13What happens when different and same news outlets produce news stories with various interpretations? One might say that providing various interpretations leads to objective news reporting, which eventually results in a well-informed society. But it may also lead to two opposing problems in cultural representations to international audiences: (1) event simplification and (2) event ambiguity. The news may be reported as ‘black and white’, opposing actors in every news story presented as the ‘good’ or ‘bad’ actor and this leads to an absence of grey elements found outside of the ‘black and white’ spectrum. News simplification can lead to a dangerously reduced understanding of a culture. On the other hand, representing events in the news in an ambiguous manner may be the result of the journalist’s culture in terms of their education and experience within the culture that they are covering in a particular location. Journalists, just like anyone in society, can and will interpret an event through the experience they have. They cannot borrow local understanding of a culture to interpret the event as locals are experiencing it.

14Our third hypothesis is that the participation of cultures in their storytelling will make locals accountable for intercultural comprehension. When deconstructing the international news flow, we can identify various parties including local information actors. These local information actors may include local governments (dominant discourse producers), local press (dominant discourse producers), local international press (dominant discourse producers) and citizen journalists and activists (society). All of these actors, perhaps with the exception of the locally based international press, represent the national culture and will, therefore, represent their culture to international culture through intermediaries.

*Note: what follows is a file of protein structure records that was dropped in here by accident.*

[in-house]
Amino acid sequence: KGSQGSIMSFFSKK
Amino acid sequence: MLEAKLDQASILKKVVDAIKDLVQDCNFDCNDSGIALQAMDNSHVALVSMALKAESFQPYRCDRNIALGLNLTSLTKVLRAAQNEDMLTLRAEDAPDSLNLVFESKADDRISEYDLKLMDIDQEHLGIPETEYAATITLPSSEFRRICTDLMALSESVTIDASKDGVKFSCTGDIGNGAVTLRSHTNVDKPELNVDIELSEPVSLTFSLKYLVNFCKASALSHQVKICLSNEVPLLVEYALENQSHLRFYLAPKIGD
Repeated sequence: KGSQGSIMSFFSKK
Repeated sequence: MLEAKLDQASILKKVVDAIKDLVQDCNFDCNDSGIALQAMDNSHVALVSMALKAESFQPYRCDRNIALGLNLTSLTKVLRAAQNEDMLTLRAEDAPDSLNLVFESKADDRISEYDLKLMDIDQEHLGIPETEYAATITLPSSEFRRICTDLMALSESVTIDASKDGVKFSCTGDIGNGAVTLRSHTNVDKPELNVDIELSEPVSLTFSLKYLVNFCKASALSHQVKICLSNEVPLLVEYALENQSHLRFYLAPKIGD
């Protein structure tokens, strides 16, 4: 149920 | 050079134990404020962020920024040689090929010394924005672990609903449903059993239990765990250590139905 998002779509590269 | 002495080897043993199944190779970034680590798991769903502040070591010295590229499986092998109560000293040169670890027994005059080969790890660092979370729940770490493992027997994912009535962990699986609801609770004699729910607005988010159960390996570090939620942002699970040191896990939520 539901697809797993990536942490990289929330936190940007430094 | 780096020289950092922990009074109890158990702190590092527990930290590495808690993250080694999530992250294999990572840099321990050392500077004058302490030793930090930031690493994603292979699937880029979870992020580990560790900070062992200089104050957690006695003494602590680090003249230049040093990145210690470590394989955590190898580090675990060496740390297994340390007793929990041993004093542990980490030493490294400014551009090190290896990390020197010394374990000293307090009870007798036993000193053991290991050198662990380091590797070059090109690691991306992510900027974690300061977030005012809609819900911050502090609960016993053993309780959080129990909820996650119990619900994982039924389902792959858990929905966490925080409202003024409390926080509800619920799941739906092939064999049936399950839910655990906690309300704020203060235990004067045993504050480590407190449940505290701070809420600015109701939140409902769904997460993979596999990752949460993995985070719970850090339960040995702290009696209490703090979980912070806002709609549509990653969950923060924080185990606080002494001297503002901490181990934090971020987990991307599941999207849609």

15It is our belief that stereotypes are formed when stories of culture are similar. Repeated stories with similar characters and similar conflicts in similar environments lead to dominant interpretations of a culture, which become normalized into perception. Cultures that do not benefit from diverse coverage in the media will experience limited and narrow narratives on them and will inevitably suffer the most when it comes to intercultural comprehension and appreciation.